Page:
Domestic workers are busy with twelve and fourteen hour days in order to be able to afford to survive. They are hardly going to stand at India gate in protest and get their pay docked for those days, not to mention the risk of losing their jobs to another desperate soul who will promise not to take days off that inconvenience their masters. And those employing them to care for their homes while they wore white and carried candles to protest a rape are not going to get those candles and whites out over a maid.

India has signed the ILO convention for rights of domestic workers in 2011, but is yet to ratify it. Calls to fix a domestic worker's minimum wage to Rs.30 per hour have fallen on deaf ears. This Rs. 30 per hour would give an income of Rs.9,000 to a worker who *worked* 10 hours a day - not including travel between places of work, which basically would mean a 12 hour working day of hard physical labour. But this would triple what they get paid in many places. So obviously the idea of a maid being paid Rs.30,000 being underpaid is a bit alien in India.

I make a point of paying my domestic help significantly more than the going rate as well as offering food and ensuring that she is never abused  or coerced into working more than she contracted to in my household. And I am still not paying her what would be a recommended rate. I should, but I need help, and I can't afford, so I do what I can, and apologize for not doing better. It is not a new thing for people who come to know this to accuse me of "spoiling the maid" or "raising their expectations" or "spoiling the working rate for our locality".  Because the idea is that there should be a default refusal to give maids anything more than is unavoidable. Including and particularly money and dignity.

We even had a few wise people talking about how people should pay their domestic labour in India as per US rates before talking. Well, Devyani was not arrested for what she paid her babysitter in India. She was arrested for LYING on the visa form on what she would pay, and then not paying it. She is a hale and hearty person in a country with abundant domestic appliances and no shame attached to using them if she cannot afford help. But that, of course won't satisfy the average Indian sense of "value for money" on domestic work as is reflected in our country's reaction. "What do you mean paying maids normal salaries?" is the gist of our outrage.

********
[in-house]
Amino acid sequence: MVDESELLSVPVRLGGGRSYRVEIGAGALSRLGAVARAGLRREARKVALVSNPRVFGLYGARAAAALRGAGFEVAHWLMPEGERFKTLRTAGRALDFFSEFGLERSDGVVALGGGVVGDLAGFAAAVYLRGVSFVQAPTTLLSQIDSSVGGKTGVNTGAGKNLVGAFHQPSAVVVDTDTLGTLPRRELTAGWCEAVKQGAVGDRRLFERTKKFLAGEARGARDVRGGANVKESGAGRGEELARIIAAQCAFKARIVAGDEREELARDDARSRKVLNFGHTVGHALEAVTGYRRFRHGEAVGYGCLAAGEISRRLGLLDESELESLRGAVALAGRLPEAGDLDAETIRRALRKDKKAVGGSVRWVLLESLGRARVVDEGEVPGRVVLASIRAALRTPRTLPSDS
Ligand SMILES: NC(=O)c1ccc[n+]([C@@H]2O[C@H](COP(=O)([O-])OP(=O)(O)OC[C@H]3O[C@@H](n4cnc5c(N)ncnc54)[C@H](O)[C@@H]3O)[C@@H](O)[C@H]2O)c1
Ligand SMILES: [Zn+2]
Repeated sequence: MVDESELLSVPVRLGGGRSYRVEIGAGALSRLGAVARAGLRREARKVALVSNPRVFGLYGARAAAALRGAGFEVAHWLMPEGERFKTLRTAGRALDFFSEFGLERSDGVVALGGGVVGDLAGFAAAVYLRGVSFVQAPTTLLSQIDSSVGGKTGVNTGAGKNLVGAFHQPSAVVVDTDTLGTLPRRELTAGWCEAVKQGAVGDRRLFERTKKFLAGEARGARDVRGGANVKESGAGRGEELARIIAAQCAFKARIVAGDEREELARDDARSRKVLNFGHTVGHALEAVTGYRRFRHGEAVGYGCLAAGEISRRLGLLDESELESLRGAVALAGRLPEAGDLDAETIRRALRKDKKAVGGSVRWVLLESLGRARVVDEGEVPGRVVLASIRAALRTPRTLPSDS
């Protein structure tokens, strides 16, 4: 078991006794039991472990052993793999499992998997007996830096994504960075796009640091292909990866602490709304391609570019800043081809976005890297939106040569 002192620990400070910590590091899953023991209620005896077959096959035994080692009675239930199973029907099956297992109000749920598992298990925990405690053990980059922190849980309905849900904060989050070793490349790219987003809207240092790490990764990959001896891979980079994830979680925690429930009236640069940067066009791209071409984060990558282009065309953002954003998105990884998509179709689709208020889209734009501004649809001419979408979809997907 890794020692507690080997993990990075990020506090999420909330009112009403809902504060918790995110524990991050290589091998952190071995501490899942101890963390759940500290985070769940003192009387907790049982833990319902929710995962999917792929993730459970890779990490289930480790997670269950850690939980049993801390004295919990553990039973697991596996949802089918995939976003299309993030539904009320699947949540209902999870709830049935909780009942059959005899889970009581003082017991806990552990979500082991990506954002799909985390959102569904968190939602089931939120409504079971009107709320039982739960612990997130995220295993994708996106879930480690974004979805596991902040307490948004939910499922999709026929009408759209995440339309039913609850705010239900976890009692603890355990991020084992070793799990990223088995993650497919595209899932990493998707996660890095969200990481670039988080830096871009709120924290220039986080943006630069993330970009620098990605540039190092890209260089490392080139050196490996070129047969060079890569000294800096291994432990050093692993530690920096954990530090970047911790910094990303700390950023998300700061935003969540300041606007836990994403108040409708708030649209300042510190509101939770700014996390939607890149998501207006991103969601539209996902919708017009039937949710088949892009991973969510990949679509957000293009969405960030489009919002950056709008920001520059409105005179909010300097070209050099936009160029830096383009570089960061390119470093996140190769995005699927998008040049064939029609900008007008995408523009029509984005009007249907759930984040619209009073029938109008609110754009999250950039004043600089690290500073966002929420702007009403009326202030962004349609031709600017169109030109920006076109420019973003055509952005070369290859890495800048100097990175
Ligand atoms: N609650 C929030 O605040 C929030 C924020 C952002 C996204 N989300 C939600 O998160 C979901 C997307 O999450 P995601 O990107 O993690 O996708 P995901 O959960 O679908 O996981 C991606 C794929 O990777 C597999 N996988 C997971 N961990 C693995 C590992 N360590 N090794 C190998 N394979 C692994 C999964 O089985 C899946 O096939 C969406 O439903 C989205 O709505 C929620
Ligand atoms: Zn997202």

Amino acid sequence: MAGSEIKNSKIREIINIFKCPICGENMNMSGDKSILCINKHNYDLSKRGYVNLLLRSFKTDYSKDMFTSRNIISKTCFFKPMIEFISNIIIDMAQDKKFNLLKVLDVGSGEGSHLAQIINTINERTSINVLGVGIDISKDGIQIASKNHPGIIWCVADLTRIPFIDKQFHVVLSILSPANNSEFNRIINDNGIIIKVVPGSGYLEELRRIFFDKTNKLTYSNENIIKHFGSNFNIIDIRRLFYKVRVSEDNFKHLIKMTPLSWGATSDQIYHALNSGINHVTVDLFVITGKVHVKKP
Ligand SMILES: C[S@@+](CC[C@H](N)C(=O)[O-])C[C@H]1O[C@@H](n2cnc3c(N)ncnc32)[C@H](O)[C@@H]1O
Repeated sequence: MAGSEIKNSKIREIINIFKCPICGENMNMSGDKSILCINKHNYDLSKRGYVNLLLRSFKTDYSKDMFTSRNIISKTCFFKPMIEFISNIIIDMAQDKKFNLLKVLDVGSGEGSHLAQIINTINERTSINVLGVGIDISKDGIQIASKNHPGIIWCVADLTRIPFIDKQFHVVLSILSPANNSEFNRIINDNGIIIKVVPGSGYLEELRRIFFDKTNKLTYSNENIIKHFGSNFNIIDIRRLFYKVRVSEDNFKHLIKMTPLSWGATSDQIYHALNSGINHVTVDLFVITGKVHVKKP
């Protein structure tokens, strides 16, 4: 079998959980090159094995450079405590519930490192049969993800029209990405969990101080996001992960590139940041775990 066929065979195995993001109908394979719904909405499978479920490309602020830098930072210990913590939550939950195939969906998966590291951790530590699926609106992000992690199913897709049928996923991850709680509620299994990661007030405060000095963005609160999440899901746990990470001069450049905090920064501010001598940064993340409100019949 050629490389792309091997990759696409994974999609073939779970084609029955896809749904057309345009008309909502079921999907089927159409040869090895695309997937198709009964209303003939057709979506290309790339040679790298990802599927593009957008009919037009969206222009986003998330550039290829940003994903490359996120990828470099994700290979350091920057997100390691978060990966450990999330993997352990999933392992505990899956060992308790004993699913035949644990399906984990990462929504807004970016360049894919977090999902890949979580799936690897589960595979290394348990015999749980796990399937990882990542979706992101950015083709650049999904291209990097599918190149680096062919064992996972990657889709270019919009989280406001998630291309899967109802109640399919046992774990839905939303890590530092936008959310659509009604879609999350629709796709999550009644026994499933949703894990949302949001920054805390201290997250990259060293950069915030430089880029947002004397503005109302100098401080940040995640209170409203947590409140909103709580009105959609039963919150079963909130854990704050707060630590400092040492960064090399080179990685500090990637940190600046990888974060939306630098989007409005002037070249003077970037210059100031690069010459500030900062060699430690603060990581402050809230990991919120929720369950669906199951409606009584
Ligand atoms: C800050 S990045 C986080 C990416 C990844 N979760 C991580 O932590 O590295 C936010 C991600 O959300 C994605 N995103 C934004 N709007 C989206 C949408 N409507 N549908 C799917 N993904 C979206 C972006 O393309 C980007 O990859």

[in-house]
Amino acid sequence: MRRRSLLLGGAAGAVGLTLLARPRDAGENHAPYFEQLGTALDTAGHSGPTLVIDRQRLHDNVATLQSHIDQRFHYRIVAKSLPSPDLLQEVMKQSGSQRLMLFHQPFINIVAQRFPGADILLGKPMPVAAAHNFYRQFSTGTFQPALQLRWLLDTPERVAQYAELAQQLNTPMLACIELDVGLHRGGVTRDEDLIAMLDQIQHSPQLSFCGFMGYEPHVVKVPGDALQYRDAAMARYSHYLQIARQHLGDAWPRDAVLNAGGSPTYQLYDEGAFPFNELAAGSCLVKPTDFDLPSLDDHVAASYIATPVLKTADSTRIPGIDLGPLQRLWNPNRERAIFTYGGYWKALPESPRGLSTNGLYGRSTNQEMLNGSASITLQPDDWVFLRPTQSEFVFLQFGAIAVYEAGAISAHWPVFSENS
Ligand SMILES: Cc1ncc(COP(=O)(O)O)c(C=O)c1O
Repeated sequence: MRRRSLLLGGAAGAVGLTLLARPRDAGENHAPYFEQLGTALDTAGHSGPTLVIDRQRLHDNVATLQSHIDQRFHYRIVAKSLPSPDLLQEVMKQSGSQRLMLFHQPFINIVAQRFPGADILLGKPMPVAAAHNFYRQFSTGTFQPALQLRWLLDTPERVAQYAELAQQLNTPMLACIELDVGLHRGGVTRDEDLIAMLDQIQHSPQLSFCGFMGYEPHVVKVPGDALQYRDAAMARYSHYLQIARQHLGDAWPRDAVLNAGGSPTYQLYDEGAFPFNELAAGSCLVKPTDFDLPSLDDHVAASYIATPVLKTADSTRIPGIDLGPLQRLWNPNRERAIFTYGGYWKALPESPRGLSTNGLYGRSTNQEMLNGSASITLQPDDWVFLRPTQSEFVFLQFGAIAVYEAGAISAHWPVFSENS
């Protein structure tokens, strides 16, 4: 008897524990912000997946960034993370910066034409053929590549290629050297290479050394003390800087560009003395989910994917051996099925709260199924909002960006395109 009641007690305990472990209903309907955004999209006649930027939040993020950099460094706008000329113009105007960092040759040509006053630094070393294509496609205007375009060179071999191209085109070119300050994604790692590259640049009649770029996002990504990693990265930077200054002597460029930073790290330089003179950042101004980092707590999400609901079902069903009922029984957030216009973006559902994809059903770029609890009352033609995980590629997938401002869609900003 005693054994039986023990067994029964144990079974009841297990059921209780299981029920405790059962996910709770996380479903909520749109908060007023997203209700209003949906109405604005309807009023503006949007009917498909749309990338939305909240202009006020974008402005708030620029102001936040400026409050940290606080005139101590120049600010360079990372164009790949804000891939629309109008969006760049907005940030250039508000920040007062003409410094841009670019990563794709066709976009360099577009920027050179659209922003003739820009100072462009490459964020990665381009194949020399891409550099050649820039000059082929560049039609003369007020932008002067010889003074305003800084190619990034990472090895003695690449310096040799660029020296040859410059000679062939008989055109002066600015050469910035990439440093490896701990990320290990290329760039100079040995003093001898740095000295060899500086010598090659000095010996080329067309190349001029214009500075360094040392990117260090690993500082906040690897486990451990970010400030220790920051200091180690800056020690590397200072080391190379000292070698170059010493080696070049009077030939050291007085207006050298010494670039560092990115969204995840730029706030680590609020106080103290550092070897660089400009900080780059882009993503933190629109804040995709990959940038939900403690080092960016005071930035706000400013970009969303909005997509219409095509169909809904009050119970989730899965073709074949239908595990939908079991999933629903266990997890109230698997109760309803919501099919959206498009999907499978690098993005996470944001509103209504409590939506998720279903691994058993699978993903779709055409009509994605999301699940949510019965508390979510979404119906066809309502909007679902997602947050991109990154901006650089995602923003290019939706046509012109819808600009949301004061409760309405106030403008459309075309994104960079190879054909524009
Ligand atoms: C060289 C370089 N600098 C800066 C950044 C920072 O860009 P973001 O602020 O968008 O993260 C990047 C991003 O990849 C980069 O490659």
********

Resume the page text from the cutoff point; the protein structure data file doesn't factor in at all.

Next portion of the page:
But then Devyani isn't a stranger to faking paperwork for profit, is she? Devyani Khobragade faked documents - or rather withheld disclosure - to get a flat in the scam-tainted Adarsh Society where defense officials bureaucrats and politicians got allocated flats in an illegally expanded project building that was originally intended to provide housing to families of Kargil war heroes. Devyani owned a flat in Meera Cooperative Society in Oshiwara under the state government’s quota for civil servants. Maharashtra government requires an official applying for a flat under a government quota to give a signed affidavit stating that they do not own any other flat. It is unclear whether she did not give this affidavit, or gave a false affidavit. In any case, she has now reportedly sold the cheap quota flat for an exorbitant amount.